hearkened back to his days as a student at Fordham University in New York City as he accepted St. Louis University's annual Literary Award late Thursday afternoon. It was at Fordham, said the 73-year-old novelist, that he learned an important lesson: "There's no escape from the Jesuits."
DeLillo, whose fourteen novels, including White Noise, Libra, Underworld and, most recently, Point Omega, have made him one of the most acclaimed and most influential post-World War II American writers, said it was remarkable to be included among the award's recipients, several of whom were authors he devoured when he was a "hungry young reader."
DeLillo fans, many clutching hardback first-editions and well-thumbed paperbacks of his novels, began gathering outside the auditorium at SLU's Cook Hall well before the author was scheduled to sign books at 4:30 p.m.
An hour later, upwards of 200 people gathered in the auditorium for the award ceremony, most of which was devoted to a "conversation" between DeLillo and SLU English professor Harold Bush. This conversation consisted of broad questions from Bush about his work that DeLillo, who grew up in the Bronx and whose accent and speech patterns often call to mind a calmer Christopher Walken, answered at length.
Those answers were packed with gems not only for DeLillo obsessives but also students of literature in general and would-be writers. DeLillo said that his first task as a writer is to make "beautiful sentences." His novels develop organically from these sentences. He makes notes as he writes but never outlines a plot. Instead, he works until the novel's structure becomes clear to him. Later, in response to an audience question, he admitted that while he doesn't feel "happy" when a novel is finished, only satisfied.
As Bush noted, DeLillo's best known work is likely White Noise, in which a college professor and his family are forced from their home by an "airborne toxic event." DeLillo said he was inspired to write the novel after returning to America after three years in Athens, Greece, and being overwhelmed by the brightness and splendor of American supermarkets.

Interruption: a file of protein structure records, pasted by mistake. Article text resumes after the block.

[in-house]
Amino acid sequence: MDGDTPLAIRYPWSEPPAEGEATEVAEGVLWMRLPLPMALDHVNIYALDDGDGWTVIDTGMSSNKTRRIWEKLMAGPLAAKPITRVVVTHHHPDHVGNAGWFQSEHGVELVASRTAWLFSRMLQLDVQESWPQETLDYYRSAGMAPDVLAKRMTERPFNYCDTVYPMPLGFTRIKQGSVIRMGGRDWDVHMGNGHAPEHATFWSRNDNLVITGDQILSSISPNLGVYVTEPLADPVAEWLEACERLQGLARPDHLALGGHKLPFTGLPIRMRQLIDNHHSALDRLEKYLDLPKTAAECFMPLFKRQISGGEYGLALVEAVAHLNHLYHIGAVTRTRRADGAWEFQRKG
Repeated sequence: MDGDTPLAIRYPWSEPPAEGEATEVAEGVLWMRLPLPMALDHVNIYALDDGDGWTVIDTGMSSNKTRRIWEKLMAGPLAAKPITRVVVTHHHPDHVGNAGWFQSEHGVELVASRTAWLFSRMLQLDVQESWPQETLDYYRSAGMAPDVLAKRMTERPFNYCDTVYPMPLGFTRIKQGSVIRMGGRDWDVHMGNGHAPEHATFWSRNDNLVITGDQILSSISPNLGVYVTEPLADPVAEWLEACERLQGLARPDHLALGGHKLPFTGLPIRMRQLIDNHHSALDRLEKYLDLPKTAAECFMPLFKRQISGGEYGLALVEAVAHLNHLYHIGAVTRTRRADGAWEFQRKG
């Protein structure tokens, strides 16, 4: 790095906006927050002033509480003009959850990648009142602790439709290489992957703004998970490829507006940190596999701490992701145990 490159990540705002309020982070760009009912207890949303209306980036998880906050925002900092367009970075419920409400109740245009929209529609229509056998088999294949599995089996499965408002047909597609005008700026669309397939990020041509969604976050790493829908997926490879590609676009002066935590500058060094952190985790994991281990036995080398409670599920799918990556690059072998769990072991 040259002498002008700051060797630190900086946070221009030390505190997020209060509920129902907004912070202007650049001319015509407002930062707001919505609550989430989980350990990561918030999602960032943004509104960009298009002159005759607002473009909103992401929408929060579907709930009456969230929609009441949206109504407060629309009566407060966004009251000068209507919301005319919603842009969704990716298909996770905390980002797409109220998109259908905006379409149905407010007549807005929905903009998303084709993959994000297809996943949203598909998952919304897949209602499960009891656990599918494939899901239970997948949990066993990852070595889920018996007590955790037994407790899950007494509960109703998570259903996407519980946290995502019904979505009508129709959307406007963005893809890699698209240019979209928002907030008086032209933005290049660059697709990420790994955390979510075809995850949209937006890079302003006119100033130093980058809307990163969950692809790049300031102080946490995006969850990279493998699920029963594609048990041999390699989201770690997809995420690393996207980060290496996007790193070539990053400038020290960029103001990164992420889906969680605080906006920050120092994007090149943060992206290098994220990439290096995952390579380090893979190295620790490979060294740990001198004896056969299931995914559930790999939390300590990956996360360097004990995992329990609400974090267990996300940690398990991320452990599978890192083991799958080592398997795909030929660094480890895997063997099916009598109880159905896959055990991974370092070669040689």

Meanwhile, his novel Mao II, in which a reclusive novelist is gradually drawn into the world of global terrorism, arose from two photographs: one of a mass Moonie wedding, the other of an enraged J.D. Salinger, who had been tracked to his New England hideaway by New York Post photographers.
DeLillo himself has earned a reputation as a "reclusive" novelist. He did his best to dispel that impression, noting that for the first half of his career very few people wanted to talk to him. If he has made more appearance in recent years, it's largely because changes in how books are published and marketed demand it.
In a few instances, he played the part of the beleaguered artist to comic effect. When Bush brought up the subject of terrorism in Mao II and his 9/11 novel Falling Man, DeLillo asked, deadpan, "Is it time for dinner?" In response to Bush's final question -- what question are you never asked at these sorts of events that you wish you were -- DeLillo answered, simply, "'Are we finished yet?'"